The following is a contributed article from John O'Rourke, vice president of OneStream. Opinions expressed are author's own.
The pandemic has shown the importance of having your finance and accounting functions on the cloud so your teams can work uninterrupted while operating remotely. Keeping your employees connected to key systems — and each other — is not just a convenience but a necessity today.
But even a virtually connected finance team can face efficiency challenges if your applications are fragmented.
Think about the steep learning curve someone faces if they're asked to step in for other team members or business partners over the next few months. If you have different processes for the financial close and consolidation, account reconciliations, and planning and reporting, that’s three or more systems the person has to master with little time to do it.
And that's hardly a hypothetical situation. Given the challenges of working remotely — household disruptions, connectivity issues — there’s a strong likelihood you'll need to have someone step in while stay-at-home mandates are in effect.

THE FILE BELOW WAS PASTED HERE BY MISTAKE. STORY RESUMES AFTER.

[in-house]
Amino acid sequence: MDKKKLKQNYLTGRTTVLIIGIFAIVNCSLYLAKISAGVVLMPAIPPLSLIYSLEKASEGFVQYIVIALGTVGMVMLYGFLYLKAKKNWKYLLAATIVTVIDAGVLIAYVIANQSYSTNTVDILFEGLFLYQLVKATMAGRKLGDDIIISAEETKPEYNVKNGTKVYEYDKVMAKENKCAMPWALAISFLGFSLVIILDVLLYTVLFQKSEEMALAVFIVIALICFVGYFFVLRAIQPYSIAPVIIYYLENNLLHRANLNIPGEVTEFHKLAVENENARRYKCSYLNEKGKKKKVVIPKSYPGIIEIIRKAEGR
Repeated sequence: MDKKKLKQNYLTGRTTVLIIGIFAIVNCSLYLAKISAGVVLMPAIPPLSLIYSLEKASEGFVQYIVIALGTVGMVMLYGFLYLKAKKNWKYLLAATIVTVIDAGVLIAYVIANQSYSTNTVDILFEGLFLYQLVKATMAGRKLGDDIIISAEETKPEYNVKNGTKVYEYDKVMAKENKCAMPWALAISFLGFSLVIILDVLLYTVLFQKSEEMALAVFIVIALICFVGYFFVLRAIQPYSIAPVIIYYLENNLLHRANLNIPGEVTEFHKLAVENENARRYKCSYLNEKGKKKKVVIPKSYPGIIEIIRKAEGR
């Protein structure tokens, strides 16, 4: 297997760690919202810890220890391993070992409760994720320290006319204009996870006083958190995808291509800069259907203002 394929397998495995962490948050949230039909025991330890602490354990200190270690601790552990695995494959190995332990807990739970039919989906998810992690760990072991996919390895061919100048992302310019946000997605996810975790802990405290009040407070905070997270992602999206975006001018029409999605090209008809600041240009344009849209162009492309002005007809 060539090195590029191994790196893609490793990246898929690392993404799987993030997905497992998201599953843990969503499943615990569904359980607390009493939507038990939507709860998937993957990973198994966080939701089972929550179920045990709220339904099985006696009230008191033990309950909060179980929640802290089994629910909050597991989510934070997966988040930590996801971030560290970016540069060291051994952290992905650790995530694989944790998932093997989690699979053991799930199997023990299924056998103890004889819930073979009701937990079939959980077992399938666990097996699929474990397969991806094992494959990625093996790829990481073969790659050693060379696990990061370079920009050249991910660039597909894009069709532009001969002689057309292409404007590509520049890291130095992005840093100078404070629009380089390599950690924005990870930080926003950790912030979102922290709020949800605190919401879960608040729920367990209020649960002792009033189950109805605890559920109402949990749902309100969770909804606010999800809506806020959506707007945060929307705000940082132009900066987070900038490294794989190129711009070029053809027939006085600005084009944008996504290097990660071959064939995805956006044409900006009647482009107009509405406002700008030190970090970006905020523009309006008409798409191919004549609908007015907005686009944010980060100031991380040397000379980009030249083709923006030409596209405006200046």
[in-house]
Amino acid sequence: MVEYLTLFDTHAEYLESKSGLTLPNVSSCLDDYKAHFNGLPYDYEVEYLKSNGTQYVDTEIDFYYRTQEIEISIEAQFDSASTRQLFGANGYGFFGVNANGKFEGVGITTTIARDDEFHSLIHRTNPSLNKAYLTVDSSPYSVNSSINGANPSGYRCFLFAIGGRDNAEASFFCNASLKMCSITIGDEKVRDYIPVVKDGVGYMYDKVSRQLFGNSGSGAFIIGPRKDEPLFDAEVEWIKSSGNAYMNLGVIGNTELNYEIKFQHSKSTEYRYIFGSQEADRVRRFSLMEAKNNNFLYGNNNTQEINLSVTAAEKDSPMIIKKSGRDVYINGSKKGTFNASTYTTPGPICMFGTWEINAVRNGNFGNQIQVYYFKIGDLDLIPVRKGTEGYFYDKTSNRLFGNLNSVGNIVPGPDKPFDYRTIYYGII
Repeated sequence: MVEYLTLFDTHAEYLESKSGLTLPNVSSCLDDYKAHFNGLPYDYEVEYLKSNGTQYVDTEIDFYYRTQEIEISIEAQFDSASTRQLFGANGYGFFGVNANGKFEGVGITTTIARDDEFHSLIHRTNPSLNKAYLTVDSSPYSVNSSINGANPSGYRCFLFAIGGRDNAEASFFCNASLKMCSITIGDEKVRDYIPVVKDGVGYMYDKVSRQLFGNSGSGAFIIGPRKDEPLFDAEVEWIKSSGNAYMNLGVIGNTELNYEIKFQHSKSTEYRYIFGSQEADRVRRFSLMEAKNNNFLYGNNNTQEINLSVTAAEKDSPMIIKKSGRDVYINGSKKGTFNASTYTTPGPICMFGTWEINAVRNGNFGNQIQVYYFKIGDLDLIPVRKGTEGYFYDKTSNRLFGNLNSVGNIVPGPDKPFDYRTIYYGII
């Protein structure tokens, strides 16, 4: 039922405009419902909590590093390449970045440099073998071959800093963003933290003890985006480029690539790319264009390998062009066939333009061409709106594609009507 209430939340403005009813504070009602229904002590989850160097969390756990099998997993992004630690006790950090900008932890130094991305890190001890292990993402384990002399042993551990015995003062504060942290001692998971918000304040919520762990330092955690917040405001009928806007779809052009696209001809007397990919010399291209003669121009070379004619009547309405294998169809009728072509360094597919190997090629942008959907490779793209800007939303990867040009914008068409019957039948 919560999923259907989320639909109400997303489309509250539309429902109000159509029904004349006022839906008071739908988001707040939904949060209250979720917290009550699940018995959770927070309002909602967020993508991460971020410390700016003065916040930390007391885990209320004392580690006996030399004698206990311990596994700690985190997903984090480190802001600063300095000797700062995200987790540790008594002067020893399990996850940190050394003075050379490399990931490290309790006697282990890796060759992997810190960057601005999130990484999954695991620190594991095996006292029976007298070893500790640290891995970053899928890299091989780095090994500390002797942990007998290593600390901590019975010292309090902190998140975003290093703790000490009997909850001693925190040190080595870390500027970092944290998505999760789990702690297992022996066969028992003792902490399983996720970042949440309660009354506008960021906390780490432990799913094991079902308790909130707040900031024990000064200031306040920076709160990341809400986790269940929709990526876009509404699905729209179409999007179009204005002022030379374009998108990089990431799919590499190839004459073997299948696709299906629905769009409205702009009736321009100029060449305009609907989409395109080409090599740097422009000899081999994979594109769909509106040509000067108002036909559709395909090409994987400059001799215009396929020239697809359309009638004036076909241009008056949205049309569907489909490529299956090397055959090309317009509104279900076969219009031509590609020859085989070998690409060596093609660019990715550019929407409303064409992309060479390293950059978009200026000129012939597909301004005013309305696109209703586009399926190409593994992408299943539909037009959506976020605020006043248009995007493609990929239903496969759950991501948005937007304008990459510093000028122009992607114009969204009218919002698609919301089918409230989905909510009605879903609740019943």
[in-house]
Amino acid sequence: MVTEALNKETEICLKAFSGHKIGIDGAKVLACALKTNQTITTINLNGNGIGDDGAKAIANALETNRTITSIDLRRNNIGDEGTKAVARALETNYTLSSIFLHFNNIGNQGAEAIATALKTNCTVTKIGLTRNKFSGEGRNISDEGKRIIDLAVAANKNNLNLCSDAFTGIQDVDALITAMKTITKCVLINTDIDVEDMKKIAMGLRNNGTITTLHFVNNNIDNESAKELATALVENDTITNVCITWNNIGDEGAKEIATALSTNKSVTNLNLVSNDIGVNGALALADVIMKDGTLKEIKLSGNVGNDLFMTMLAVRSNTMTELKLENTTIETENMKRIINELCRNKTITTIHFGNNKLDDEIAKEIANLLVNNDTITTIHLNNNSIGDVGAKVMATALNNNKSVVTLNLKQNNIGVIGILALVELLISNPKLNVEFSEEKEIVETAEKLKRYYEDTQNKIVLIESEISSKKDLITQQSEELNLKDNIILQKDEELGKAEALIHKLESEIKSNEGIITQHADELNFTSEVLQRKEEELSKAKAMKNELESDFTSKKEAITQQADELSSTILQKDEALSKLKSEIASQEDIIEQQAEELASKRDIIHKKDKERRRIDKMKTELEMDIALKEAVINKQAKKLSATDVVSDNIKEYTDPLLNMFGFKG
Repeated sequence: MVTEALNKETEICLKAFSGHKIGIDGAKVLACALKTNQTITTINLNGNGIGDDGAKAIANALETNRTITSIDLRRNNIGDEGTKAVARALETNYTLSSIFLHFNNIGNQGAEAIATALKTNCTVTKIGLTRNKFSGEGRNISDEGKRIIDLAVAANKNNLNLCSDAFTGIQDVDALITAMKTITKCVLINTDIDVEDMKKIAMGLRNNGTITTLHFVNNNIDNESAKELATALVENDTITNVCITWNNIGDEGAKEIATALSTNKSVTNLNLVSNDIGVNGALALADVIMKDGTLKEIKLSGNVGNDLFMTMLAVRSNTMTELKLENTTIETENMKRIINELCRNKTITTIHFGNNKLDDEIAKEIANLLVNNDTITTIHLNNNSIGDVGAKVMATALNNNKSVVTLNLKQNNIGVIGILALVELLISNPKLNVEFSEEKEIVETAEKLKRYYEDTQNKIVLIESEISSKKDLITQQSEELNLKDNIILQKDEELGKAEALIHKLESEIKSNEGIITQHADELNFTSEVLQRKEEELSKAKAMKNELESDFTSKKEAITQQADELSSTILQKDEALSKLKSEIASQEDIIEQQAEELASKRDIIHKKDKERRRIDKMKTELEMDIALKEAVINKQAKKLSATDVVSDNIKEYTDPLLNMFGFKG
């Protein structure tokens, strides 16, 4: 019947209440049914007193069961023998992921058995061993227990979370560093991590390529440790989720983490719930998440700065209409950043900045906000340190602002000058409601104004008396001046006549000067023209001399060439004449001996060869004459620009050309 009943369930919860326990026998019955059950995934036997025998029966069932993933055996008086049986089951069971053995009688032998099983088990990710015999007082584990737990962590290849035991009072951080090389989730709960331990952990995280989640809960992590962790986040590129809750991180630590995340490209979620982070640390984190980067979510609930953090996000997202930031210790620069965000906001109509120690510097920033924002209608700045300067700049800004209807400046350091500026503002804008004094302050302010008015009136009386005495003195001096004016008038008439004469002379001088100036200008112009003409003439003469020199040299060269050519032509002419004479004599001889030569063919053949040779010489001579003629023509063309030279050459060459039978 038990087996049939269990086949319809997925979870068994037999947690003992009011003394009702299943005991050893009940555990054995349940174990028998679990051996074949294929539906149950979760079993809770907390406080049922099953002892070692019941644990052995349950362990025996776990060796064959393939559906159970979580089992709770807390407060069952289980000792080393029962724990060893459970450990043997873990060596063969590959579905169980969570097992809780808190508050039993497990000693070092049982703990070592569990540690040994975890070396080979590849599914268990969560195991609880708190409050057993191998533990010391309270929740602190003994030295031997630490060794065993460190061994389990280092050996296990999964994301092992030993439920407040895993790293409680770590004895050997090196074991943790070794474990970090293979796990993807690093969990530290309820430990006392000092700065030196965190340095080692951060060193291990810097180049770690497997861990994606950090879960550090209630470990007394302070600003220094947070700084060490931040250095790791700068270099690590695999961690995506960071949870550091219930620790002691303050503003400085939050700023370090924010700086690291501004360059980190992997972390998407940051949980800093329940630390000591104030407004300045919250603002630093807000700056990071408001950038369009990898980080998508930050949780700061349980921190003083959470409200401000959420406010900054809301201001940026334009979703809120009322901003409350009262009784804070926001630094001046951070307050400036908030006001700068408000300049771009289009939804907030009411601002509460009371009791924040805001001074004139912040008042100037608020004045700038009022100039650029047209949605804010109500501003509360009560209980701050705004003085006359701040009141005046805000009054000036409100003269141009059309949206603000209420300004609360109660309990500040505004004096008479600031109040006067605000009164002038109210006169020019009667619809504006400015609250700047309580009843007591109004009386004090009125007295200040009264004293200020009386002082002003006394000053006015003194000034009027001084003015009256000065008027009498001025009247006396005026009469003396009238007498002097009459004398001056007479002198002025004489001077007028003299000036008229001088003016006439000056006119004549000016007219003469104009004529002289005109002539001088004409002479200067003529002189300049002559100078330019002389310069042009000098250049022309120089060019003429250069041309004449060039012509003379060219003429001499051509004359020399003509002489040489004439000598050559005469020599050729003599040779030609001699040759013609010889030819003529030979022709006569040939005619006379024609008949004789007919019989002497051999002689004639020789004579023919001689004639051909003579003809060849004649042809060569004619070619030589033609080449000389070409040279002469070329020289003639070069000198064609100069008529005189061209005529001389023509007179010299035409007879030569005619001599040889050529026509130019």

What's more, having a unified finance platform can help while team members are remote by providing them common access to actuals, budgets and forecast data. That helps streamline reporting and planning. It also ensures your team is working from the same data. Having a single source of truth can accelerate the close cycle, support agile planning, and improve accuracy and productivity. These capabilities are helpful in normal times; in times of disruption, they're crucial.
There are other reasons a unified finance and accounting platform is important given the business disruption we’re facing today. One is planning.
Unforeseeable challenges require your finance team to take a different approach to your regular planning process.